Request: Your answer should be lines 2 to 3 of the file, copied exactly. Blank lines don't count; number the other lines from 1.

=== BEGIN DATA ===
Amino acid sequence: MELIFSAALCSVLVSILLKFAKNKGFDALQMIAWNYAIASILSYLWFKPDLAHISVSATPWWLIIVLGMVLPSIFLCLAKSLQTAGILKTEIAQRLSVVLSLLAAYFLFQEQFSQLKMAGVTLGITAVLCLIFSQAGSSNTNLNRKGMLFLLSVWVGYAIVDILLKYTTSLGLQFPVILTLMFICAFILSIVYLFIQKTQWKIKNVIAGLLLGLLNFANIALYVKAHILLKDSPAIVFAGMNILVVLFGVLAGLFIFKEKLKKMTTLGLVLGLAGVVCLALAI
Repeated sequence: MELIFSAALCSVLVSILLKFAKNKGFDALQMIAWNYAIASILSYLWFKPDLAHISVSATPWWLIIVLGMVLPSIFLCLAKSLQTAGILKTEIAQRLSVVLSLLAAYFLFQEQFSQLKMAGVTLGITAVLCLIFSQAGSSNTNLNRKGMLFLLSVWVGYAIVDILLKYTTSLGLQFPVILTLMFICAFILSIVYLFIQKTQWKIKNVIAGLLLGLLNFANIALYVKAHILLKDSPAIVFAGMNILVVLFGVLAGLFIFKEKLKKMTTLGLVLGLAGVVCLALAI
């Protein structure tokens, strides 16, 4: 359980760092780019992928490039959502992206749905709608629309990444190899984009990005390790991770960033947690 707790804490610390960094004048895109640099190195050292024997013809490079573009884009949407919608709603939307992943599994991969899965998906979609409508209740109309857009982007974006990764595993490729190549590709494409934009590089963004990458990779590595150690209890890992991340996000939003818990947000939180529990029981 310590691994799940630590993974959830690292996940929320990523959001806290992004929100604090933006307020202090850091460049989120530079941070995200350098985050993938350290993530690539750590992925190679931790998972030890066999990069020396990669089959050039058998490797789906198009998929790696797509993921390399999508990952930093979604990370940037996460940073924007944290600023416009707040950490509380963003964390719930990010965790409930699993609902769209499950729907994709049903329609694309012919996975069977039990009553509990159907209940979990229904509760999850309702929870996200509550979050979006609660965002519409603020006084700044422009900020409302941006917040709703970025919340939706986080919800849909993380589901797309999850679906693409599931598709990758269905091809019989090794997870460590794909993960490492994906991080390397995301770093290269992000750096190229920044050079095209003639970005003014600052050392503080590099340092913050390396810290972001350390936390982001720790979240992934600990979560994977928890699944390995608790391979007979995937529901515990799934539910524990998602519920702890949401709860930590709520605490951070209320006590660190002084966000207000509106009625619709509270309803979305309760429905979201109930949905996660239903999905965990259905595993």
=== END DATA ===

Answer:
Repeated sequence: MELIFSAALCSVLVSILLKFAKNKGFDALQMIAWNYAIASILSYLWFKPDLAHISVSATPWWLIIVLGMVLPSIFLCLAKSLQTAGILKTEIAQRLSVVLSLLAAYFLFQEQFSQLKMAGVTLGITAVLCLIFSQAGSSNTNLNRKGMLFLLSVWVGYAIVDILLKYTTSLGLQFPVILTLMFICAFILSIVYLFIQKTQWKIKNVIAGLLLGLLNFANIALYVKAHILLKDSPAIVFAGMNILVVLFGVLAGLFIFKEKLKKMTTLGLVLGLAGVVCLALAI
């Protein structure tokens, strides 16, 4: 359980760092780019992928490039959502992206749905709608629309990444190899984009990005390790991770960033947690 707790804490610390960094004048895109640099190195050292024997013809490079573009884009949407919608709603939307992943599994991969899965998906979609409508209740109309857009982007974006990764595993490729190549590709494409934009590089963004990458990779590595150690209890890992991340996000939003818990947000939180529990029981 310590691994799940630590993974959830690292996940929320990523959001806290992004929100604090933006307020202090850091460049989120530079941070995200350098985050993938350290993530690539750590992925190679931790998972030890066999990069020396990669089959050039058998490797789906198009998929790696797509993921390399999508990952930093979604990370940037996460940073924007944290600023416009707040950490509380963003964390719930990010965790409930699993609902769209499950729907994709049903329609694309012919996975069977039990009553509990159907209940979990229904509760999850309702929870996200509550979050979006609660965002519409603020006084700044422009900020409302941006917040709703970025919340939706986080919800849909993380589901797309999850679906693409599931598709990758269905091809019989090794997870460590794909993960490492994906991080390397995301770093290269992000750096190229920044050079095209003639970005003014600052050392503080590099340092913050390396810290972001350390936390982001720790979240992934600990979560994977928890699944390995608790391979007979995937529901515990799934539910524990998602519920702890949401709860930590709520605490951070209320006590660190002084966000207000509106009625619709509270309803979305309760429905979201109930949905996660239903999905965990259905595993």